A holiday poem in the style of “How The Grinch Stole Christmas” by Dr. Seuss. Every American on the Internet liked network neutrality a lot But the FCC’s Grinchy Pai, former lawyer for Verizon, did not! Pai hated net neutrality! He despised it, he dreaded it! And on December 14th, he and his cronies,… Continue reading
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For more than two years, the prospect of expanding to two nearby communities has been on the LUS Fiber to-do list in Lafayette. Now that the municipal fiber optic network has achieved at least a 40 percent take rate, the time is right to reach Youngsville and Broussard. In 2016, the utility generated $36 million… Continue reading
To be fair, “not feasible” could also mean that you are asking the wrong questions. Nothing rules out that the problem lies with both the consultant AND the questions. It’s hard to tell from the outside which of these factors dominates. An Incomplete Path For years, Iowa’s Decorah has been considering a municipal fiber network and… Continue reading
The Fort Collins’ ballot measure that could amend the City Charter allowing high-speed Internet to become a municipal utility moves forward after a short legal scuffle. The question will be decided at the November 7th special election. Failed Legal Petition After the language of the ballot question was released following approval by City Hall, local… Continue reading
When local communities look for ways to improve connectivity, they may consider investing in a municipal fiber optic network. As they begin to review possible options, local officials, their staff, and community groups will realize that there are a number of potential models. We’ve put together the Muni Fiber Models fact sheet that takes a brief look at… Continue reading
In addition to studying how and where local communities examine the potential for publicly owned Internet networks, we’ve looked at rates over time in select areas of the country. We recently put together a comparison of historical rates for municipal networks in Tennessee. Our findings are consistent with what we’ve seen all over the country… Continue reading
Preemption at the state and federal level threatens local telecommunications authority, as we’ve seen in about 20 states. When state laws usurp local governments’ ability to decide how they improve poor connectivity, they disregard an understanding of local affairs that is unique to each community. Some states are threatening to take preemption another damaging step… Continue reading
MINNEAPOLIS, MN – Another year in Missouri and another bill from the big telephone companies to limit broadband competition in the state house. The bill introduced by Senator Ed Emery (R-Lamar), SB 186, seeks to limit the power of municipalities to provide competition to entrenched incumbent Internet Service Providers.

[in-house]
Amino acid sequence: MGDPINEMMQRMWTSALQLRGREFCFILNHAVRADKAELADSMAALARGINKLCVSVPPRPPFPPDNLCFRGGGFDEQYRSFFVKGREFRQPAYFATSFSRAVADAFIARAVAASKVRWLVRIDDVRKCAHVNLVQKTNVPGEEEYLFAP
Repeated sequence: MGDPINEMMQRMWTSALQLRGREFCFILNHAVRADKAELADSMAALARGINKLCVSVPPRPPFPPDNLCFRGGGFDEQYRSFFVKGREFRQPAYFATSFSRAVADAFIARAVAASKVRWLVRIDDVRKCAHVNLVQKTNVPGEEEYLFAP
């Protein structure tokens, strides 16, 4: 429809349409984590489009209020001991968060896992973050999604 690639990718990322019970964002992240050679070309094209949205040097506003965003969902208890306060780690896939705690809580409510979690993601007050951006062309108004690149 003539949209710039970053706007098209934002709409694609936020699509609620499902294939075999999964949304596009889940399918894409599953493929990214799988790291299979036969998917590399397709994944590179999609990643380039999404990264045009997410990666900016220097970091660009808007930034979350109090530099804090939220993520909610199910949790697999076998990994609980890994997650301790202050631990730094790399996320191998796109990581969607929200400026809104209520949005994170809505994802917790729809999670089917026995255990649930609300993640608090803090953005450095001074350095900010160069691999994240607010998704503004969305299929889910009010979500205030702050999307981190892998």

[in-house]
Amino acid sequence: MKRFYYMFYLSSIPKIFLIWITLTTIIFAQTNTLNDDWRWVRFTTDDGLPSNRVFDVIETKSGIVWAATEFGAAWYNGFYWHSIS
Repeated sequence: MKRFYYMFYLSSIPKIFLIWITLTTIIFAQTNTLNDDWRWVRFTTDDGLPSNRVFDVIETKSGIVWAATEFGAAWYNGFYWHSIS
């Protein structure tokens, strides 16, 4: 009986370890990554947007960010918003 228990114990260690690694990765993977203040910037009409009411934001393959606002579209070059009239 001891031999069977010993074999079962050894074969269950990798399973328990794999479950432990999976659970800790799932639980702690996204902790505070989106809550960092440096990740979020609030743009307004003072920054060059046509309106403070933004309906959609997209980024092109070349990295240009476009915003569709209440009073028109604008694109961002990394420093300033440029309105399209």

SB 186 imposes unworkable restrictions on local governments to prevent “competitive service,” which includes both retail and wholesale models – preventing municipalities from working with private sector partners. The bill establishes onerous hurdles for communities attempting to engage in a feasibility study and discourages them from pursuing a chance to serve their residents, businesses, and municipal facilities. Much of this bill’s language comes from last year’s rejected HB 2078. Continue reading
On February 7th, the Virginia House of Delegates voted 72 – 24 to pass HB 2108, otherwise known as “Byron’s Bad Broadband Bill.” The text of the bill was a revised version substituted by Del. Kathy Byron after Governor Terry McAuliffe, local leaders across the state, and constituents very handily let her know that they… Continue reading
MINNEAPOLIS, MN – The latest chapter in efforts by the big cable companies to limit broadband competition just began in Virginia. The introduction of HB 2108, the “VirginiaBroadband Deployment Act,” by Delegate Kathy J. Byron (R-Forest) seeks to limit the power of municipalities to provide competition to entrenched incumbent Internet Service Providers.
HB 2108 imposes very specific requirements on local governments when they begin to solicit proposals for better Internet service, surprising local leaders that are desperate for more investment, not restrictions on investment. These burdens include soliciting proposals from existing incumbent providers, waiting six months for a response, and, if they even get this far, holding public hearings and a vote on whether to provide services within one year of the assessment. If these municipalities don’t comply with the timeline, they must obtain a costly new assessment. Continue reading